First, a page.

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    Well, first I want to say that there is a difference between a generalization and a stereotype. A generalization would be saying that since a tennant of Baptists is "once saved always saved" it's a pretty good guess that most of them will think that I was never a Christian in the first place, just because I am not anymore. This is a very logical deduction, because that is what Baptists believe. Therefore, if I meet one of them, I will try to avoid talking about religion because I can guess that if they wish to discuss it as well that I'll probably be told that I was never Christian in the first place.

    A sterotype would be coming to an arms dealership that's just been robbed and assuming that the someone from the nearest minority ghetto was the perpetrator. The difference is that generalizations are something that humans use to either try to predict someone's actions, or prevent harm from coming to themselves whereas a stereotype is thinking that because a certain group used to be a certain way that they still are, even though they may have changed, or that the majority of a certain group acts a certain way, therefore they all do. The latter is just wrong.

    Generalizations are useful, stereotypes are harmful. That is the greatest difference between the two. Now that I've cleared that matter up, I'll continue to my actual point. There are three major reasons that I have identified as to why stereotypes exist today. The first comes from religious conviction. My former pastor once spoke of a camp, I think it was supposed to be in Idaho, where homosexuals would try to "convert" non-homosexuals. I highly doubt the validity of it, but for the purpose of my argument, let's just assume that it's true. He therefore concluded that all homsexuals were out to "convert" people to their ways.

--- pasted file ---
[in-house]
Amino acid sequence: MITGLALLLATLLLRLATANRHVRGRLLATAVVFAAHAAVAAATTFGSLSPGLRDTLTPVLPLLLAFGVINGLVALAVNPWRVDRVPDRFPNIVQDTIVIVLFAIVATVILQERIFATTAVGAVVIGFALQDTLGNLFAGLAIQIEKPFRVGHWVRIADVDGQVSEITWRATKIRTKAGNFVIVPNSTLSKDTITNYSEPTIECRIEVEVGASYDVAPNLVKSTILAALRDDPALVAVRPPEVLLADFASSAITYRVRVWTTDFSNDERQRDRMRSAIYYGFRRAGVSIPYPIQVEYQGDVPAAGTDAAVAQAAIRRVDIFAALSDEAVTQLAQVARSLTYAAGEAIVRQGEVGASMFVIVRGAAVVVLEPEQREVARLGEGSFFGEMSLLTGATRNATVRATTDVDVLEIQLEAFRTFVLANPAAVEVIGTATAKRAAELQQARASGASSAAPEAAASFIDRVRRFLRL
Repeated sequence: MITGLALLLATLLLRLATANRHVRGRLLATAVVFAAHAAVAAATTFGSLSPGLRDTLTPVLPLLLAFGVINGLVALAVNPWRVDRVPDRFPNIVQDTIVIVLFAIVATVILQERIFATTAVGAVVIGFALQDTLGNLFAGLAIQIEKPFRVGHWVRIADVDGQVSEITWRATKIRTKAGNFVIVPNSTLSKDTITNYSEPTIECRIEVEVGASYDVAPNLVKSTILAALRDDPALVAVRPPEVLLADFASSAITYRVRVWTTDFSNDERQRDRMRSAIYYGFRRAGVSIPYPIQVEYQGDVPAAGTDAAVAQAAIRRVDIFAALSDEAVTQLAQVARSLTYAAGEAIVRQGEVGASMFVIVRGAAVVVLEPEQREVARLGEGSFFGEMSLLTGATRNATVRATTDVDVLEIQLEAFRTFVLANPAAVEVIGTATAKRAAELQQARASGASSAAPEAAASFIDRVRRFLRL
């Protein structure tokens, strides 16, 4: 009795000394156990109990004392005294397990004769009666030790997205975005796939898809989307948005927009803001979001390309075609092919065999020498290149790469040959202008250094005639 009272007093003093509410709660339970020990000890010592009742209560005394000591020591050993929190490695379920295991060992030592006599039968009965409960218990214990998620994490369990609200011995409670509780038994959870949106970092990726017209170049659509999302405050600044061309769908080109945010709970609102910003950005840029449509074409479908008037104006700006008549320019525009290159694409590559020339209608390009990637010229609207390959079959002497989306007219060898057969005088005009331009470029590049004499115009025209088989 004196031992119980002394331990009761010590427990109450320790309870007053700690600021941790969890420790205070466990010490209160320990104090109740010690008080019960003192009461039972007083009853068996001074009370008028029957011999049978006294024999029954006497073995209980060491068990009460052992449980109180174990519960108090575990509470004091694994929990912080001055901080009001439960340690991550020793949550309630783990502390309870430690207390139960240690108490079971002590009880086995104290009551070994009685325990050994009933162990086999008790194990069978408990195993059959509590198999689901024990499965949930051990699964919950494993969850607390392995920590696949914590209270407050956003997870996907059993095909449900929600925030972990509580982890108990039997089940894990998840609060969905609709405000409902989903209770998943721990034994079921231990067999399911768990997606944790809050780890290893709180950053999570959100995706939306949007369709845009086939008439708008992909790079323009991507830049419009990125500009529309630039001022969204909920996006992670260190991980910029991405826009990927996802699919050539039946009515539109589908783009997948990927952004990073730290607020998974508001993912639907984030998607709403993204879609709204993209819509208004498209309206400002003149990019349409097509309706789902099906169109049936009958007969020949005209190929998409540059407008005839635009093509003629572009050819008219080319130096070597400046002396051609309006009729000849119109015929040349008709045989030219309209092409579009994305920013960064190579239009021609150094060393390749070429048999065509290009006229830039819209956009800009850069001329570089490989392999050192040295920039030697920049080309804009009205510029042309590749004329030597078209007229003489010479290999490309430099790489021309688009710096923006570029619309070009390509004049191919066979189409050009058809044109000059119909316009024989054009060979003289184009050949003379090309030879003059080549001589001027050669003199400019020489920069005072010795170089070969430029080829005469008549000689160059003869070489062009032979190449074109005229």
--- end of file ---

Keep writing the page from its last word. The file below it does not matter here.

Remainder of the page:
This is unsound for two reasons. First, he did not mention a motive for the homosexuals to convert, and that most likely means that he doesn't know himself. There may have been special circumstances in which it was actually a good thing to do. The second reason is that it is completely illogical. Just because 'a' sometimes equals 'b' doesn't mean that it always does. But, his religious conviction allowed him to take an event (if the original event is even true) and twist into a stereotype so he can feel better about believing in the religion he does. Thus, this religious conviction is reason number one as to why stereotypes exist.

    Reason number two is that because something may once have been true about a certain demographic, that people assume it to still be true. A good example of this would be African-Americans and education. In the days of African slavery, slaves were not only allowed to be educated, but even if they were, would most likely not have the time due to all their chores for whatever family they served. Even after slavery ended, it was still hard for African-Americans to get a good education (there are places where that is still true today, but it is much easier now than it was 150 years ago). True education oppurtunities were not allowed to them until the end of segregation, which was not all that long ago. Thus we see something that was once true (African-Americans being uneducated) continue as an untrue stereotype into today's society.